Dornsberg Castle

Naturno, Italy

Tarant noble family founded Tarantsberg castle in 1217, later named as Dorenberch and Dornsberg. The St. Ursula chapel was probably built between 1270 and 1280. From 1699 the castle has been owned by the counts of Mohr, Giovanelli and Fuhcs families.

After the end of WWII the building was damaged, but in 1964 the Gottschall family from Munich purchased the castle complex and had it restored with the utmost effort. Still today this castle is in possession of this family and cannot be visited.


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Via Dornsberg, Naturno, Italy
See all sites in Naturno


Founded: 1217
Category: Castles and fortifications in Italy

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4.1/5 (based on Google user reviews)

User Reviews

eliana favretto (2 years ago)
I've never visited this castle, it's near my home in Val Venosta, I often photograph it on my walks.
Claudio Gianotti (2 years ago)
In fact, the Castle is very beautiful, for what you can see from the outside. Being private, it cannot be visited. I understand that it is a choice of the owners, but they should realize that they possess a historical "something" of interest for the whole community. They could open to the public a few days a year (as do other private Castles), obviously leaving the private sections closed.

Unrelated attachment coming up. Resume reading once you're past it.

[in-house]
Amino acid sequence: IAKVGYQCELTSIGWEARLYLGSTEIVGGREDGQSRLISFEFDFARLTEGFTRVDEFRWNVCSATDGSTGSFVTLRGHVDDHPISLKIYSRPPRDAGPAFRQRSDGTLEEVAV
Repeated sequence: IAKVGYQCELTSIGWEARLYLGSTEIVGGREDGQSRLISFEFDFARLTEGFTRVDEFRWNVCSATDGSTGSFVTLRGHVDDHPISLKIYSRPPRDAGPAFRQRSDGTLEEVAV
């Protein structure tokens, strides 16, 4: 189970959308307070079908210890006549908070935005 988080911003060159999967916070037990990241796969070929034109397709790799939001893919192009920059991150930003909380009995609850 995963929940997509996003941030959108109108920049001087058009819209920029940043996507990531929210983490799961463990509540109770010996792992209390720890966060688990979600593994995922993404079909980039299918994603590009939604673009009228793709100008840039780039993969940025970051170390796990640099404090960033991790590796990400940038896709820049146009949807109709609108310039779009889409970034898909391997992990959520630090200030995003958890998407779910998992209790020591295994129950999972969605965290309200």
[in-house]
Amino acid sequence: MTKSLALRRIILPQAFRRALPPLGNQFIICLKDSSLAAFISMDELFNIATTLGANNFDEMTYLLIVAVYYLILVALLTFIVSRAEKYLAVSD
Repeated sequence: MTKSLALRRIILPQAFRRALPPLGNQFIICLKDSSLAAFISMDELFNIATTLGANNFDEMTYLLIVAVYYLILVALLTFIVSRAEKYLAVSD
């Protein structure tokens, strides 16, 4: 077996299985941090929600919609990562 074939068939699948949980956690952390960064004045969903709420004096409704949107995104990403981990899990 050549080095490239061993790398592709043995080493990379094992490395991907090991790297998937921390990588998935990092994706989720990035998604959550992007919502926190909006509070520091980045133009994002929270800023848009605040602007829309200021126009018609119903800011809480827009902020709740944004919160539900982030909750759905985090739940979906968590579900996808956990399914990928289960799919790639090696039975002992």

Thomas Böning (4 years ago)
Unfortunately not open to the public, but a great facility from the 13th century. To reach the castle gate via a small road.
channel max (4 years ago)
Beautiful medieval castle, dating back to 1217, which is located near the small village of Plaus. Built by the nobles Von Tarant, vassals of the Counts of Tyrol, it passed ownership several times, until it was purchased in 1964 by a Bavarian family who restored it with care (the castle is in excellent condition). It can be seen from the outside along the "Ritterweg", a path that passes nearby. The castle is private and currently cannot be visited at all.
yuliya sokolova (4 years ago)
I went last year on purpose to visit this castle. Apparently it is private property and cannot be visited. There is no information about it. Or I missed it. Too bad because from the outside it is nice and well preserved.
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